Restructuring the Private Sector in Pakistan

As many as half of the companies listed on the Karachi Stock Exchange are family-owned enterprises. (Photo: The Express Tribune)

Writing in Dawn on January 3, 2012, Dr. Shahid Kardar, former governor of the State Bank of Pakistan, painted a gloomy, yet realistic, picture of the country’s macroeconomic imbalances. It seems clear that the crowding out of private sector investment due to excessive government borrowing from commercial banks that he describes is closely linked with structural problems within the private sector. These problems, in addition to a smaller window for bank lending to the private sector, include weak corporate governance in many family-owned enterprises, and a lack of equity investment through stock exchanges. Unless structural reforms are introduced in the private sector, which will require action by regulators and businesses themselves, macroeconomic stabilization alone will not bring Pakistan out of its low growth equilibrium.

Dr. Kardar’s arguments regarding the crowding out of private sector lending due to government borrowing at risk-free rates are indeed well-founded. Overall trends in bank credit to the private sector in Pakistan are declining, not only when measured over time, but also in comparison with other regional economies. Within South Asian Association for Regional Cooperation, Pakistan ranks last out of seven members in terms of domestic and commercial credit for the private sector.

According to a December 27, 2011, presentation made by a representative of the Federation of Pakistani Chambers of Commerce and Industry at a conference in Islamabad on “Economic Connectivity and Regional Trade,” domestic credit to the private sector in Pakistan represents 21 percent of GDP. This is better than Afghanistan – where domestic credit barely rises above 10 percent of GDP – but in India, this figure is 50 percent, in Sri Lanka, it is 28 percent, and in the Maldives, it is 65 percent.

The State Bank notes that government borrowing from commercial banks increased by Rs 590.2 billion ($6.4 billion US) in FY 2011, compared with an increase in private sector credit of Rs 121.3 billion ($1.33 billion US). The State Bank clearly states that “there is little doubt that government borrowing is distorting credit conditions for the private sector.”

Given populist tendencies in both the central and provincial governments, it seems unlikely that the government will get out of the way and let the private sector partake of commercial credit. In this light, it is fitting to ask what alternatives we have to facilitate private sector growth, to allow the private sector to lead the country on a path of economic recovery. One answer is an agenda for private sector restructuring, presented below in an effort to generate further discussion.

It is evident that Pakistan’s largest firms, even those listed on stock exchanges, are essentially family-owned enterprises. According to sources in the Karachi Stock Exchange, family-owned enterprises comprise as much as half of the 660 listed companies. These enterprises typically resist expansion through the dilution of shares, even at the cost of growth. While control over assets is a basic economic right of these families, engaging professional management, with a reasonable stock options structure for these executives, can help such enterprises to expand.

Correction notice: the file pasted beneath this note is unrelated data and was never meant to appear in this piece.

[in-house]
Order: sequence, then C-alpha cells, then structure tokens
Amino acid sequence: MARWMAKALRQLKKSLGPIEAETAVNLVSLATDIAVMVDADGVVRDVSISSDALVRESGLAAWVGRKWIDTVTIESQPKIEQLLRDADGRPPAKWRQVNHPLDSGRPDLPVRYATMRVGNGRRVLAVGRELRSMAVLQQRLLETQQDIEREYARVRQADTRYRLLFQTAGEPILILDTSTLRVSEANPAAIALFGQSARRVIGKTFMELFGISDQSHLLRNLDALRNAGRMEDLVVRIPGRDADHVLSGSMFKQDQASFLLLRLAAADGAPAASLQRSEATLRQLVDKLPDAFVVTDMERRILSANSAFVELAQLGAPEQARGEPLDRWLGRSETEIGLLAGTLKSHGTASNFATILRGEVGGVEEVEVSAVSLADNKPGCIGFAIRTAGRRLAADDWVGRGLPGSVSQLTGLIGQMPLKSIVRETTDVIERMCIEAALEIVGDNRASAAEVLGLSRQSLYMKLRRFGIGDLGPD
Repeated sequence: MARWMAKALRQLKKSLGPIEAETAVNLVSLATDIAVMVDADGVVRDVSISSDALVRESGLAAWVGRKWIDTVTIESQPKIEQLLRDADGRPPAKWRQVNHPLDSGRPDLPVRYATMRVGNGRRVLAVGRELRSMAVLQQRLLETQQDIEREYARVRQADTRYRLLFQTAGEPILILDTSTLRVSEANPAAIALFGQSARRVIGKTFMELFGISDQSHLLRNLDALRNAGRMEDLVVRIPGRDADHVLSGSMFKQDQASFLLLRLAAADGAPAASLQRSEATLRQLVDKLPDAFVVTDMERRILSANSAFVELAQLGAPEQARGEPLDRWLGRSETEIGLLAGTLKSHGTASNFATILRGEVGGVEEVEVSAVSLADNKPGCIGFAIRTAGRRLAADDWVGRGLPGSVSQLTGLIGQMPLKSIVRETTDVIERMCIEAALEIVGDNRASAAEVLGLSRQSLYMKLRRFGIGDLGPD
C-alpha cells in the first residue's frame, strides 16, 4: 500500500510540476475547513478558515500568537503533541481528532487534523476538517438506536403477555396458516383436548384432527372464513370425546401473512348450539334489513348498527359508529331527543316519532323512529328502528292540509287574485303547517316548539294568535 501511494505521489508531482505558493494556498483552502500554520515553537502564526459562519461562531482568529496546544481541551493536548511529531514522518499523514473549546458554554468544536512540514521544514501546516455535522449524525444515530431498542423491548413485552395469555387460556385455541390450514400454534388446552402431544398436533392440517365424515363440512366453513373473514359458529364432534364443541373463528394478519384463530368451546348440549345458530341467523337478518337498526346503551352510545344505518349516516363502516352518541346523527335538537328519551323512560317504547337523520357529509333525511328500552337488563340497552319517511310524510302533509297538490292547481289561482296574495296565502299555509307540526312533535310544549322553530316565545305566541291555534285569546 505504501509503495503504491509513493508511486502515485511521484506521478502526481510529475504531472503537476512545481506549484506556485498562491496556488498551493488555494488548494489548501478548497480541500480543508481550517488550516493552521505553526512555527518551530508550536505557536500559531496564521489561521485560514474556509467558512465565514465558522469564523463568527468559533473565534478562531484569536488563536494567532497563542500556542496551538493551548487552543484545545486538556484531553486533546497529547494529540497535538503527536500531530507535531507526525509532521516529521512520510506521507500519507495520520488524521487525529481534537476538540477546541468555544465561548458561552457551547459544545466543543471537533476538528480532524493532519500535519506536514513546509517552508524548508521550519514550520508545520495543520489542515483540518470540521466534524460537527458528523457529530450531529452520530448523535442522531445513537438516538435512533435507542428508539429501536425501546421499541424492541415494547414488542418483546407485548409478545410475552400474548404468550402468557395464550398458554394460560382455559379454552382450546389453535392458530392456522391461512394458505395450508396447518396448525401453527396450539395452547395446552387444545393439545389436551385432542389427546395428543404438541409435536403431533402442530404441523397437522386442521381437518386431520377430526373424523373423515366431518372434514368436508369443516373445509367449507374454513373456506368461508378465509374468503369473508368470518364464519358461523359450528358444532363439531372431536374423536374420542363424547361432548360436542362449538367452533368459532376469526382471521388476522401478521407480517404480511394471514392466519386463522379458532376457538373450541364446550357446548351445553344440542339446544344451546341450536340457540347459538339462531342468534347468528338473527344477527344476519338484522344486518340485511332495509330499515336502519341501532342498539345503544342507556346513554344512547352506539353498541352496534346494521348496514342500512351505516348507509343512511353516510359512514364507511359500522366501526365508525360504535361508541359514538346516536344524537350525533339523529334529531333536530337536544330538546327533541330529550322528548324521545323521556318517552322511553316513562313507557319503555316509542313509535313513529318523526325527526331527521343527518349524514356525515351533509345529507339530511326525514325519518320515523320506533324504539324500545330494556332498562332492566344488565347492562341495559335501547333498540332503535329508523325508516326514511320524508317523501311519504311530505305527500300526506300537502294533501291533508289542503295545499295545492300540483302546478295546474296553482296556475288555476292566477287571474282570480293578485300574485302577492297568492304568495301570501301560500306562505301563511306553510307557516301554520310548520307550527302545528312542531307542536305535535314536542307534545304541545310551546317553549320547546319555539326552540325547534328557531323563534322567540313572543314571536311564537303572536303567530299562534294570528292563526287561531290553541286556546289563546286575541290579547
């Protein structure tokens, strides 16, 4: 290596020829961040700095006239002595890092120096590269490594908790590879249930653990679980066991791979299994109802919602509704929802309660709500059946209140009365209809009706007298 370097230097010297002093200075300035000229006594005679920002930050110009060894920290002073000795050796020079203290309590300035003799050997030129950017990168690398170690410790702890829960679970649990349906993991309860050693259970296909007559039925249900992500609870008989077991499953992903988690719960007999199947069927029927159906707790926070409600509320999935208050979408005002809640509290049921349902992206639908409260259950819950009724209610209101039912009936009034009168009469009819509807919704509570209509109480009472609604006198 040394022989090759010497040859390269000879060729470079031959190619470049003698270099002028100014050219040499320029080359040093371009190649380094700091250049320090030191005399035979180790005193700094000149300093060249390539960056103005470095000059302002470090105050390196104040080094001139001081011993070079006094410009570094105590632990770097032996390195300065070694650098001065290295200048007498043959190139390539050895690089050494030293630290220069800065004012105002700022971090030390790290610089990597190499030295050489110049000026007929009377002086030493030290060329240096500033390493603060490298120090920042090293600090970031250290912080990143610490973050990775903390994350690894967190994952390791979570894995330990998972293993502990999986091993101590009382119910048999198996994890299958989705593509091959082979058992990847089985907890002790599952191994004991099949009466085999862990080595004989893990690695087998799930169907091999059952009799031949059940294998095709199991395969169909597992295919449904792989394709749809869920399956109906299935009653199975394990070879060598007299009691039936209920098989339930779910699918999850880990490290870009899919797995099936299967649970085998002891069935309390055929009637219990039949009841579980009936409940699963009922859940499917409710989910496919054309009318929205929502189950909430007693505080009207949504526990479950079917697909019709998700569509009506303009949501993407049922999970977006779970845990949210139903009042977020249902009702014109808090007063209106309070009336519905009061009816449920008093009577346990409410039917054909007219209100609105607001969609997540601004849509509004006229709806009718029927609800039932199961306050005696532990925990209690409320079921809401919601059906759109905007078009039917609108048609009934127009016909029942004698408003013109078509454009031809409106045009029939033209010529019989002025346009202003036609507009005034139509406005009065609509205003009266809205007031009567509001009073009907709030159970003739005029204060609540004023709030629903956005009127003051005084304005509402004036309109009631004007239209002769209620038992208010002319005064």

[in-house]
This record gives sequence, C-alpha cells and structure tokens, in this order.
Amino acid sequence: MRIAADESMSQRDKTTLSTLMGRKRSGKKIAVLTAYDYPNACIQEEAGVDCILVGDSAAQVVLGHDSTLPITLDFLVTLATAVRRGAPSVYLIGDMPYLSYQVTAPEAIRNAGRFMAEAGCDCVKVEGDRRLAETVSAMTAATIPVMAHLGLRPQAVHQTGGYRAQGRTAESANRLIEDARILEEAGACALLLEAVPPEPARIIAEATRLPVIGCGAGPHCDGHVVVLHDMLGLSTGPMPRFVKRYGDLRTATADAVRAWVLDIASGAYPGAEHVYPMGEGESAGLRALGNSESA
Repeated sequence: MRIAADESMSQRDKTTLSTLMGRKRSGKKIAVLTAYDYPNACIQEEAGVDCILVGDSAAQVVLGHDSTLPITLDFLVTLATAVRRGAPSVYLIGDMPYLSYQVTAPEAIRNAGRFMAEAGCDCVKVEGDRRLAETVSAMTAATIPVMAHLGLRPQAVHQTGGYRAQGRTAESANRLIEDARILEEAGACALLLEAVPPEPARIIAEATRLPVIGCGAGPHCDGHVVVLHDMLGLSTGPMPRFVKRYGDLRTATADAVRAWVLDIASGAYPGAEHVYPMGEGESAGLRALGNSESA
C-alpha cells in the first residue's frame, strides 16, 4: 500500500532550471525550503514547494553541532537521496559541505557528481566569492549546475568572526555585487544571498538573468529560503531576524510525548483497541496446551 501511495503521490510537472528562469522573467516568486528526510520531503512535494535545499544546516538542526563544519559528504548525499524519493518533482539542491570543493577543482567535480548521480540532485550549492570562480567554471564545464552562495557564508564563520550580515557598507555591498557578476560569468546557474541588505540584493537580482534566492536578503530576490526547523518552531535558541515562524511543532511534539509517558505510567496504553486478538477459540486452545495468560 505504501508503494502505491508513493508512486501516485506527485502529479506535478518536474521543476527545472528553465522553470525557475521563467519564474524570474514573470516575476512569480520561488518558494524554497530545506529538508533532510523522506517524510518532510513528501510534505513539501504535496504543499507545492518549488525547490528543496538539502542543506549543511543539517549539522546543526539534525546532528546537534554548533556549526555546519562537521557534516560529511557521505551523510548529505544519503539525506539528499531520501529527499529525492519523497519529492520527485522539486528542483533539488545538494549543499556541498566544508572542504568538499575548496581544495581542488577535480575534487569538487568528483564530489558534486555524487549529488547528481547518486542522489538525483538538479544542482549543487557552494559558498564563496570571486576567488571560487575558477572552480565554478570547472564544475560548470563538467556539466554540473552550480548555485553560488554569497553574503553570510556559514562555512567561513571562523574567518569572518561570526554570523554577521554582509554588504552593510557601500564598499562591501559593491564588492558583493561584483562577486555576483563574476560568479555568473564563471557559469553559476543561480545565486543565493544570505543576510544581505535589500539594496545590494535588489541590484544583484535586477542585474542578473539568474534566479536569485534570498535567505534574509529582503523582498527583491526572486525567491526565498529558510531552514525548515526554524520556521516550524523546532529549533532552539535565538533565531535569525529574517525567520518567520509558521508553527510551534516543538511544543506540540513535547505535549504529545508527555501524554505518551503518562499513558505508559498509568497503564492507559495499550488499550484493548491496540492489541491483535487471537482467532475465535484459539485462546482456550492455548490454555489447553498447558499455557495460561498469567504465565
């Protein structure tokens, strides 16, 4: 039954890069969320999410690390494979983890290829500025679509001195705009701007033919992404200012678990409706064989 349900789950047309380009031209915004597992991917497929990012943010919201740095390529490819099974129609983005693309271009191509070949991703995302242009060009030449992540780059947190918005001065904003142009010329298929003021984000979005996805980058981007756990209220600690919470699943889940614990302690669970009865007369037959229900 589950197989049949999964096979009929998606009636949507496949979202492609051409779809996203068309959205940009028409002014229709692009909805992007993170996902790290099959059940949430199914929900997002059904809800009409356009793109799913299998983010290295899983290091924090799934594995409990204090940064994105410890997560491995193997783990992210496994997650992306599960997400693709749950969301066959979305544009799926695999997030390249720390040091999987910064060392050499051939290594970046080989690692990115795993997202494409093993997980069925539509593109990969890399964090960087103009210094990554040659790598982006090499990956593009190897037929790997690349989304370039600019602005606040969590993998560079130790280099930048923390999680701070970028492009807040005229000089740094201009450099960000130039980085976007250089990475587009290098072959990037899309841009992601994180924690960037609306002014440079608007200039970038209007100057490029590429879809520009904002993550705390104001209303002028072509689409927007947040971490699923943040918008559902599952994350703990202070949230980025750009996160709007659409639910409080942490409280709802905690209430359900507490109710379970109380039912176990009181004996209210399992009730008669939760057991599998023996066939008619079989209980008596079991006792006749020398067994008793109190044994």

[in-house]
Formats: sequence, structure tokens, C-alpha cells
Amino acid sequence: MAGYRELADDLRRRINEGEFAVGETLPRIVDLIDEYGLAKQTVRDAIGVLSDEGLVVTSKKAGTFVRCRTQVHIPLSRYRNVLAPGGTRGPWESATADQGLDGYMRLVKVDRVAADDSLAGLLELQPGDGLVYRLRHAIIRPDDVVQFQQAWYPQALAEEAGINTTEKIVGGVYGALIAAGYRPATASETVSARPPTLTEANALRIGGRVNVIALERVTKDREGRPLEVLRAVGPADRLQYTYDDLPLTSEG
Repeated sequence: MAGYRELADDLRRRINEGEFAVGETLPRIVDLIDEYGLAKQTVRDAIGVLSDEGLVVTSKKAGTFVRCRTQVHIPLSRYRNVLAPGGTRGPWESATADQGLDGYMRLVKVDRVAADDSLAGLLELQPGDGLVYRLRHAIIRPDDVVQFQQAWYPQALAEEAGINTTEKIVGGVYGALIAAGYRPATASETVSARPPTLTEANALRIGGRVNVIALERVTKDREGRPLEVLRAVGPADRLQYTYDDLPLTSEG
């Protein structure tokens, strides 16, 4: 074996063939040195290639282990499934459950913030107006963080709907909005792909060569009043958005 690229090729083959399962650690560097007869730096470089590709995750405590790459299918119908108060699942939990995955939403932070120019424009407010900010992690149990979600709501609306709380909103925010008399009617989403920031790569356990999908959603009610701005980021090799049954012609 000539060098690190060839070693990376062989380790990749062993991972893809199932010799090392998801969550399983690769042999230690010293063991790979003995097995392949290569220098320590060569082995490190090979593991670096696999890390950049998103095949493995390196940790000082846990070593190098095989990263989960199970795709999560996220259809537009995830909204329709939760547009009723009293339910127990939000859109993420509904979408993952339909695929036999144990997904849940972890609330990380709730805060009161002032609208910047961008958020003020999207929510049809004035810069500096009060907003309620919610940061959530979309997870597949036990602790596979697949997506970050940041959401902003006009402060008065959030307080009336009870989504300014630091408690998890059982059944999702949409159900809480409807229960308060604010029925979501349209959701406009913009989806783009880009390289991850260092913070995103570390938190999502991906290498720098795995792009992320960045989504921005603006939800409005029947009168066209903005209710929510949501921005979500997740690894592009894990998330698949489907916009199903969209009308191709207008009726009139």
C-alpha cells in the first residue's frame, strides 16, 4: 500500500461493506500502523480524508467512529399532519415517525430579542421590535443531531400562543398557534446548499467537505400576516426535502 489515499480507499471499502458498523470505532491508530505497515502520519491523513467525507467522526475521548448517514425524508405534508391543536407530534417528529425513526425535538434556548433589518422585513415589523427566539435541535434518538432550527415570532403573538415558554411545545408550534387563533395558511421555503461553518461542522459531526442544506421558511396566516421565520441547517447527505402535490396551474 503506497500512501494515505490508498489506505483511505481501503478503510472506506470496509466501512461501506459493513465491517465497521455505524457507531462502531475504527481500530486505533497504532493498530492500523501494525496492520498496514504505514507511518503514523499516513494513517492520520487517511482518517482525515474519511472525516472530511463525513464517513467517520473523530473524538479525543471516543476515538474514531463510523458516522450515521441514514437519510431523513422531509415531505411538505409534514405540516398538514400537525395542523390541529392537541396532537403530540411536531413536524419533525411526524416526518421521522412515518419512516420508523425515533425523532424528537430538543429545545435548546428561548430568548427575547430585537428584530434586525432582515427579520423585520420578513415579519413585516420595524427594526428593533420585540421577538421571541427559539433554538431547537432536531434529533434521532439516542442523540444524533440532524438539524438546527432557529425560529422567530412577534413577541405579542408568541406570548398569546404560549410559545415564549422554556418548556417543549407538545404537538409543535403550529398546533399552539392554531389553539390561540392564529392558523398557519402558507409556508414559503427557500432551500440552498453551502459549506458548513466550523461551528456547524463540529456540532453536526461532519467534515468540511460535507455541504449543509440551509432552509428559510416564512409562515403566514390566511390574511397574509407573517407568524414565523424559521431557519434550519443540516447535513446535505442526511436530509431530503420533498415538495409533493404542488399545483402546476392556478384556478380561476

There is a clear need to work with Pakistan’s family-owned enterprises to encourage adoption of the Code of Corporate Governance and equity-dilution models. In this context, the Pakistan Institute of Corporate Governance is doing important work along with the Securities and Exchange Commission of Pakistan (SECP). While changing attitudes is not easy, adopting appropriate frameworks and systems can facilitate the process.

Next, these families also need assurance that the threat of nationalization, still fresh for the oldest generation, is no longer a reality, and that they will themselves be the greatest beneficiary of expansion. Another important incentive for family-owned enterprises, both listed and unlisted, to follow the Code of Corporate Governance, will be greater access to funds, as lenders and investors alike feel more comfortable working with firms that adhere to the highest standards of corporate governance.

Further, it will be necessary to work with stock exchange stakeholders, including investors, and front-end and back-end regulators, to encourage long-term equity investment in the shares of listed companies, rather than day-trading, as well as to facilitate a favorable climate for new IPOs. Stock exchanges should be a place for raising new funds for expanding enterprises. Unfortunately, the number of IPOs launched in the last five years in Pakistan can be counted on one hand.

In conclusion, Pakistan faces an immediate need for private sector restructuring, comprising reforms in corporate governance of family-owned enterprises, and greater regulatory oversight of stock exchanges. This may involve national-level consultation and coordination among the State Bank, SECP and stock exchange regulators. While there is no easy way out of the current economic crisis, shifting the argument away from the country’s much criticized macroeconomic management, and instead to need for private sector restructuring, could help steer decision-makers in an important direction.

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